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TAVR superior and non-inferior to SAVR in low-risk patients

ACC 2019
PARTNER 3, Evolut Low Risk
Two landmark trials comparing transcatheter aortic valve replacement (TAVR) with surgical aortic valve replacement (SAVR) in low-risk patients have shown promising results. The PARTNER 3 trial demonstrated that TAVR was superior to SAVR with regard to the reduction of death, stroke, or rehospitalisation at 1 year [1]. Results from the Evolut Low Risk trial showed that TAVR with the self-expanding CoreValve was non-inferior to SAVR [2].

The randomised, parallel PARTNER 3 trial aimed to evaluate TAVR compared with SAVR in low-risk patients with symptomatic severe aortic stenosis. A total of 1,000 patients were enrolled in the study with a median follow-up of 1 year. Mean patient age was 73 years, 30% of patients was female, and 31% had diabetes mellitus. The mean Society of Thoracic Surgeons (STS) risk score was 1.9% (score <4% denoted ‘low-risk’, with higher scores indicating a greater risk of death within 30 days after surgery). The inclusion and exclusion criteria are outlined in Table 1. Primary endpoint of the study was a composite of death from any cause, stroke, or rehospitalisation at 1 year. Patients who were undergoing aortic valve replacement were randomised to TAVR using the SAPIEN 3 valve (n=503) or SAVR (n=497).

Table 1: Inclusion and exclusion criteria PARTNER 3 trial. Data from Leon et al. (2019)

STS, Society of Thoracic Surgeons.

The results showed that 8.5% of patients in the TAVR group vs 15.1% of patients in the SAVR group (P<0.001 for non-inferiority and P=0.001 for superiority) experienced all-cause mortality, stroke, or rehospitalisation that was related to the procedure, valve, or heart failure at 1 year. These findings were similar in all prespecified subgroups. The secondary outcomes of PARTNER 3 are outlined in Table 2.

Table 2: Secondary outcomes PARTNER 3 trial. Data from Leon et al. (2019)

NS, non-significant.

Although these results are very encouraging and make TAVR a realistic possibility for a much larger group of patients, the study did have some limitations, including the follow-up of only 1 year. Therefore, longer follow-up is required to assess long-term structural valve deterioration, particularly in a risk category where valve durability will be of greater importance.

Another landmark TAVR trial in low-risk patients was the Evolut Low Risk trial, assessing safety and efficacy of TAVR with the self-expanding CoreValve compared with SAVR [2]. A total of 1,403 patients were randomised 1:1 to either TAVR (n=725) or SAVR (n=678). Almost two thirds received the self-expanding CoreValve Evolut while 22.3% received the third-generation Evolut PRO. Follow-up was 1 year, mean age of the patients 74 years, and 35% of the population was female. In order to be included in the study, patients needed to have severe symptomatic aortic stenosis, their anatomy needed to be suitable for TAVR or SAVR, and the STS Predicted Risk of Mortality (PROM) score ≤3%. Those who had a contraindication for the placement of a bioprosthetic valve, a bicuspid valve, or a known hypersensitivity or contraindication to all anticoagulation/antiplatelet regimens were excluded from the study. The median STS PROM score was 1.9%, and 13% of patients had had a previous percutaneous coronary intervention. Previous coronary artery bypass grafting had been performed in 2.2%, 11% had cerebrovascular disease, 8% had peripheral artery disease, and mean left ventricular ejection fraction was 61%.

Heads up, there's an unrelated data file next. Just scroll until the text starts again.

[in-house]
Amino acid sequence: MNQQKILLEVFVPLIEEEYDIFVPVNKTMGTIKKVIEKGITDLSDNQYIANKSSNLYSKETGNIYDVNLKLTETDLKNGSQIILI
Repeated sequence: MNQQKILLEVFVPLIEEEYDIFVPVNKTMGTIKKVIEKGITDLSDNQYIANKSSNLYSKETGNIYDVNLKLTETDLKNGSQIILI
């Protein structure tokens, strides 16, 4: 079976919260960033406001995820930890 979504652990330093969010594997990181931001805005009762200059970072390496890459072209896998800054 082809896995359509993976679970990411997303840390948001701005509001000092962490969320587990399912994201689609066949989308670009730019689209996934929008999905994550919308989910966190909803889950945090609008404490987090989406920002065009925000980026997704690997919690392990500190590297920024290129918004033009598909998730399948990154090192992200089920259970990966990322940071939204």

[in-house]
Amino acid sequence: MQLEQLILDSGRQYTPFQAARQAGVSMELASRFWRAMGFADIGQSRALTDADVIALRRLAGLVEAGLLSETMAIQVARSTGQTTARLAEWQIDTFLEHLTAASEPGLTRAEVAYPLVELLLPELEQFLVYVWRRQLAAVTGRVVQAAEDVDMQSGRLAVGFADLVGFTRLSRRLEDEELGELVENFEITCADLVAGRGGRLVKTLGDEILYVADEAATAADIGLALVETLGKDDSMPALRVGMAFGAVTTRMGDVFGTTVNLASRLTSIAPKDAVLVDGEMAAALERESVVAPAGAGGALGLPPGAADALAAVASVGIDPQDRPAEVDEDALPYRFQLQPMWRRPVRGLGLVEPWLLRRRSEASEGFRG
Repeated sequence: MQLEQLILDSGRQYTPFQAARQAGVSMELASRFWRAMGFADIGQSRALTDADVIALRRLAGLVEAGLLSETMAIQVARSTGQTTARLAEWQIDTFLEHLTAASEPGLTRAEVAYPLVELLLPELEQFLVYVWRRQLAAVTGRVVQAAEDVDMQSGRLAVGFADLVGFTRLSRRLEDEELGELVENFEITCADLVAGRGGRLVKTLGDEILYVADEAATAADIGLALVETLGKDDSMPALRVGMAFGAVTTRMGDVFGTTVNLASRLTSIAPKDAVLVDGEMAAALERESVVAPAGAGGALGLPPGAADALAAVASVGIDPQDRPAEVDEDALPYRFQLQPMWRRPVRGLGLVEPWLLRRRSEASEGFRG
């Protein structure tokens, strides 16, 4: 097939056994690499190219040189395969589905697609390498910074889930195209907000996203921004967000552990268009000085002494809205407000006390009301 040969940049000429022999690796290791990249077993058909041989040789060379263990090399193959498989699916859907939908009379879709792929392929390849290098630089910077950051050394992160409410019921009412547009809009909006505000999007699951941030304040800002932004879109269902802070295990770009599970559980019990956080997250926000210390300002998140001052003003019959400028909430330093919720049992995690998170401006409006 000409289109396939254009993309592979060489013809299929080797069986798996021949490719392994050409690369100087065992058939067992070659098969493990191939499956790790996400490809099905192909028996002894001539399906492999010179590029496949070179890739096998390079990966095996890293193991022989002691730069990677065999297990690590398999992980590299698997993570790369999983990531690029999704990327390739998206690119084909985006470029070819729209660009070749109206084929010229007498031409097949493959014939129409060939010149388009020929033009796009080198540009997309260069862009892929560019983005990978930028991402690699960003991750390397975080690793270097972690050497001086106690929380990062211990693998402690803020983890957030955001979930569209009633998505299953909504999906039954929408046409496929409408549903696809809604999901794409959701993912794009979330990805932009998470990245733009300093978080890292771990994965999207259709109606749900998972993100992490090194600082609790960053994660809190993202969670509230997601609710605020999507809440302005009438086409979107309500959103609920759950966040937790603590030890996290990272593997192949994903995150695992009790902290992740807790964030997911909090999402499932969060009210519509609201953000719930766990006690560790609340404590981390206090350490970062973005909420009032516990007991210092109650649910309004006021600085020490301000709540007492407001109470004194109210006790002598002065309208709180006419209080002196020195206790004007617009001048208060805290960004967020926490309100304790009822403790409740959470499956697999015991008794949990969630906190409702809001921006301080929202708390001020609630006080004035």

It emerged that the primary endpoint of all-cause mortality or disabling stroke was 5.3% for TAVR vs 6.7% for SAVR at 24 months (P<0.05 for non-inferiority and P=NS for superiority). All-cause mortality at 2 years was 4.5% for TAVR vs 4.5% for SAVR (P>0.05), and disabling stroke occurred in 1.1% of patients with TAVR vs 3.5% for those with SAVR (P<0.05). The secondary outcomes are shown in Table 3.

Table 3: Secondary outcomes Evolut Low Risk trial. Data from Reardon et al. (2019).

These findings suggest that TAVR with the self-expanding CoreValve Evolut is non-inferior to SAVR with regard to the primary endpoint of mortality/disabling stroke at 24 months for the treatment of severe symptomatic aortic stenosis in low-risk patients. However, some outcomes were higher on TAVR, such as the need for a permanent pacemaker – as was the case in the PARTNER 3 trial – and moderate-to-severe paravalvular leak.

Combining the Evolut Low Risk and PARTNER 3 trial findings, the results indicate that low surgical risk patients do just as well and perhaps even better if they are treated with TAVR instead of SAVR over 2 years of follow-up. The researchers clearly stated that longer follow-up is needed to be able to assess the impact of greater pacemaker insertion rates in the long-term as well as evaluating the risk of subclinical leaflet thrombosis and structural valve degeneration.

  1.  Leon M, et al. Abstract 404-08. ACC 2019, 16-18 March, New Orleans, USA.
  2.  Reardon MJ, et al. Abstract 404-09. ACC 2019, 16-18 March, New Orleans, USA.

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